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On Discipline during a Difficult Ride

November 14, 2017

I was teaching a lesson recently that reminded me of something I do not often speak on nor teach. It’s the concept of disciplining your horse during a particularly difficult ride. As humans, we are driven to seek perfection. When we are taking a lesson, we are hoping the instructor on the ground will help us get a few steps closer to achieving that perfection.

 

 

It’s always a little disappointing when I am teaching and I see the ride not going the way I had planned. As with any teaching, you go in with a plan A and by the end, sometimes you have ended on plan Y. There’s no telling how a ride will really go, but it is my job as a teacher and trainer to format the ride in a way to where the end result is at least a positive note.

 

A very young (but very nice and very well-meaning) horse with a similarly green (but very hard-working) student were having issues. The lesson was off to a rocky start and because of life, the rider did not have a chance to lunge her horse before hand like she normally does. It was a bit chilly out, right before dinner-time, and because of the weather, the rider hadn’t had the chance to ride in a while. That paired with a 3 year old horse usually means it’ll be an interesting ride.

 

Her horse began pulling some shenanigans. Starting with trying to bite her feet while in the stirrups, then bulging towards the gate, refusing to stand still while facing in the general direction of the gate, then eventually leading to some crow-hopping and unappreciated playing.

 

My rider became understandably timid. Her usually dead quiet, dull, and relaxed boy was feeling his 3-year-old self and my rider became tense, defensive, and became afraid of allowing her horse to move forward which of course only promoted more crow-hopping.

She became frustrated, again completely understandable. But, she gave him a firm and aggressive yank on the reins. I encouraged her to breathe, sit heavy in her saddle (she began perching forward nervously) and maintain her connection and allow her horse to keep moving forward, marching, and to not block the forward motion. When she became nervous again, her horse felt stuck and gave another crow-hop; she instinctively yanked the reins out of frustration again.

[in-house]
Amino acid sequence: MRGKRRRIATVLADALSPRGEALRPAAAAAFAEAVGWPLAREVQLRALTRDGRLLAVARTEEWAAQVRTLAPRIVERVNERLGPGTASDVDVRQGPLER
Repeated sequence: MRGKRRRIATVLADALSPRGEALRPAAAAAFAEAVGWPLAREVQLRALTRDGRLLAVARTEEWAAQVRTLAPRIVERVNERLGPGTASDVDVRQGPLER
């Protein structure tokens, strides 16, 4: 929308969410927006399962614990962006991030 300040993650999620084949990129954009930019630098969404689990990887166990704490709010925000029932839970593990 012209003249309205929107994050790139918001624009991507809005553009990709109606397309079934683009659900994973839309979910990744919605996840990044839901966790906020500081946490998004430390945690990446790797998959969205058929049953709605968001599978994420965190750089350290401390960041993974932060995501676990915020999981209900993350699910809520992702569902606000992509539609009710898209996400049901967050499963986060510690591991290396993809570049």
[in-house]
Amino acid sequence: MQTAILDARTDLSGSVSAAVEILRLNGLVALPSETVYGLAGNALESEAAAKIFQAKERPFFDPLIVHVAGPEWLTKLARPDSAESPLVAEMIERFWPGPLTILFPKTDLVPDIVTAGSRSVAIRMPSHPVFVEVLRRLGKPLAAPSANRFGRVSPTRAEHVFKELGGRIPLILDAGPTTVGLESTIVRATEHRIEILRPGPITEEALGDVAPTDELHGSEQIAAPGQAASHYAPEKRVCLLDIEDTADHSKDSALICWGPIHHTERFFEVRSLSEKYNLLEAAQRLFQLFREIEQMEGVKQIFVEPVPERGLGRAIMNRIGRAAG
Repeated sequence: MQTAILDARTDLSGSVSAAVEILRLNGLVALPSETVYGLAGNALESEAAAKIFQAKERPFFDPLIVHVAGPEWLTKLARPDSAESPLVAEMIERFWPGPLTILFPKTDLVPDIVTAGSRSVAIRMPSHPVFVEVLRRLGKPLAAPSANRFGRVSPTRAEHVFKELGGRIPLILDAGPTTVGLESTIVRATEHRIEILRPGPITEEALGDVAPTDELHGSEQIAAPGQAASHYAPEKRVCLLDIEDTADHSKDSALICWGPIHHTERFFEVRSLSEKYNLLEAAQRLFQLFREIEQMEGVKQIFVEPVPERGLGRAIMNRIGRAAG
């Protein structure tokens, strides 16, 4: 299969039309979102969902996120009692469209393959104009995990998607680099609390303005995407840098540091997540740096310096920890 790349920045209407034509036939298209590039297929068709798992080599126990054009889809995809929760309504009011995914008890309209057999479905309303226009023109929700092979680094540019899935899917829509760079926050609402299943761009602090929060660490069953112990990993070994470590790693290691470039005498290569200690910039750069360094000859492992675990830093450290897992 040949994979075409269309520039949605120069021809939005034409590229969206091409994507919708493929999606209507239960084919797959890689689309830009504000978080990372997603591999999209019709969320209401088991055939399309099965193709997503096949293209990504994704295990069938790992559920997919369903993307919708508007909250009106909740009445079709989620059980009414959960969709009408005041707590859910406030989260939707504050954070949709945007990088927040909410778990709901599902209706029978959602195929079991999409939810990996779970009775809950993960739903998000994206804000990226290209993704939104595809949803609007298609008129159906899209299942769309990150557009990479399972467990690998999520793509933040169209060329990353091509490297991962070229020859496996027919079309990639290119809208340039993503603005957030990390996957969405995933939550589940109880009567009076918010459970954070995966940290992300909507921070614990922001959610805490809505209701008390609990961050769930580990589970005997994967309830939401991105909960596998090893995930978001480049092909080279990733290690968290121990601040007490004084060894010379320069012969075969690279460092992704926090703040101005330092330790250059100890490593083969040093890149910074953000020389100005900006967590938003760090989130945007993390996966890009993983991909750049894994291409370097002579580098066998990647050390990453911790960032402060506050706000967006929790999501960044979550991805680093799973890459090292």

By the end of the ride, we accomplished not what we intended, but another plan. We focused on keeping her horse marching and keeping his shoulders aligned (as he can be a bit of a wiggle worm, like most 3 year olds) so as to clearly keep a straight horse between her legs.

 

Reaction to discipline prompted this post. Here’s what I feel is appropriate discipline when you have a naughty horse, as elaborated above.

 

DO NOT

 

1. React out of anger. Your horse may have a bit of a cheeky side, but that’s no reason to aggressively lash out. Yanking, pulling, unnecessary harsh kicking, unnecessary spurring or whipping, etc., are all reactions out of anger. In this way, you utilize your usually positive aids as negative reinforcements. This can be confusing for the horse. Your horse does not have the capability of differentiating between a kick to go forward and a kick because you’re angry.

 

2. Work horses to exhaustion. Once you get past whatever hump you are dealing with, do not work your horse into complete exhaustion. I have seen this one too many times. A horse is being naughty, so the rider or handler lunges or rides the horse far past where they normally would as a form of punishment. I am a complete advocate of working a horse past its comfort zone to achieve what needs to be achieved. However, I am talking about the dripping sweat, heaving and panting, shaking legs, sort of over-working. This is not safe for the horse as you risk injury and harm by pushing the horse too hard without proper conditioning work prior.​

 

3. Get off and give up. If you don’t feel safe and do not have a reliable ground eye, then of course, that is an acceptable time to dismount. As much as my inner self screams “DON’T GET OFF; FINISH YOUR RIDE,” sometimes it is the safest option to finish the ride from the ground. But, if you do have a good ground eye, if you are in a lesson, or if others are around to keep an eye an you, do not give up by dismounting. Though it can be hard, try and accomplish one thing during your ride. Even if it is nowhere near the objective you came out to accomplish, just aim to get 5 good transitions; 2 quality leg yields; or maybe just quietly marching around the arena at a walk. Whatever it is, make a plan and stick to it. Once you feel you have accomplished it with a passing grade, dismount.

 

Remember, some behavioral problems, if repetitious, could be an indicator of something larger. Ulcers, ill-fitting tack, incorrect tack, injury, overdue teeth, etc. are all possible causes of continuous misbehaviors. Ensure that your horse’s health and well-being checks out before addressing the misbehavior as a training problem.

 

 

 

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